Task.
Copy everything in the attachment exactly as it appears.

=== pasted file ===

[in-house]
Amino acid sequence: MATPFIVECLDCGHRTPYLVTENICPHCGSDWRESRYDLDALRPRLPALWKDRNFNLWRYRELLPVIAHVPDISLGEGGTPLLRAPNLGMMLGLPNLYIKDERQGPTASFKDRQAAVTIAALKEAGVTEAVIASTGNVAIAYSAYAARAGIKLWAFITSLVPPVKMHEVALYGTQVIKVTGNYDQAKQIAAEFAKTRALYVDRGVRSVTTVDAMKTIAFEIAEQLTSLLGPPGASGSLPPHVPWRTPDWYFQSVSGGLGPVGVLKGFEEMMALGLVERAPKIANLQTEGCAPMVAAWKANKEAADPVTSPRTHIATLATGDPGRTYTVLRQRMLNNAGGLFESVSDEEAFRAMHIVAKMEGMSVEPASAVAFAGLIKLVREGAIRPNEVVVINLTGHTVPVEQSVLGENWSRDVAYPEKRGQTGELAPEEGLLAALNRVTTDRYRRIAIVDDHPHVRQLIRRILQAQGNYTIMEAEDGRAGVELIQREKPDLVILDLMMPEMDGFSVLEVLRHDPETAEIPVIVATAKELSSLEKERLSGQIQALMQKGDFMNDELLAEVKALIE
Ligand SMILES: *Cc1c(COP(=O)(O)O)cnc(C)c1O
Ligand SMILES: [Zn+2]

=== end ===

[in-house]
Amino acid sequence: MATPFIVECLDCGHRTPYLVTENICPHCGSDWRESRYDLDALRPRLPALWKDRNFNLWRYRELLPVIAHVPDISLGEGGTPLLRAPNLGMMLGLPNLYIKDERQGPTASFKDRQAAVTIAALKEAGVTEAVIASTGNVAIAYSAYAARAGIKLWAFITSLVPPVKMHEVALYGTQVIKVTGNYDQAKQIAAEFAKTRALYVDRGVRSVTTVDAMKTIAFEIAEQLTSLLGPPGASGSLPPHVPWRTPDWYFQSVSGGLGPVGVLKGFEEMMALGLVERAPKIANLQTEGCAPMVAAWKANKEAADPVTSPRTHIATLATGDPGRTYTVLRQRMLNNAGGLFESVSDEEAFRAMHIVAKMEGMSVEPASAVAFAGLIKLVREGAIRPNEVVVINLTGHTVPVEQSVLGENWSRDVAYPEKRGQTGELAPEEGLLAALNRVTTDRYRRIAIVDDHPHVRQLIRRILQAQGNYTIMEAEDGRAGVELIQREKPDLVILDLMMPEMDGFSVLEVLRHDPETAEIPVIVATAKELSSLEKERLSGQIQALMQKGDFMNDELLAEVKALIE
Ligand SMILES: *Cc1c(COP(=O)(O)O)cnc(C)c1O
Ligand SMILES: [Zn+2]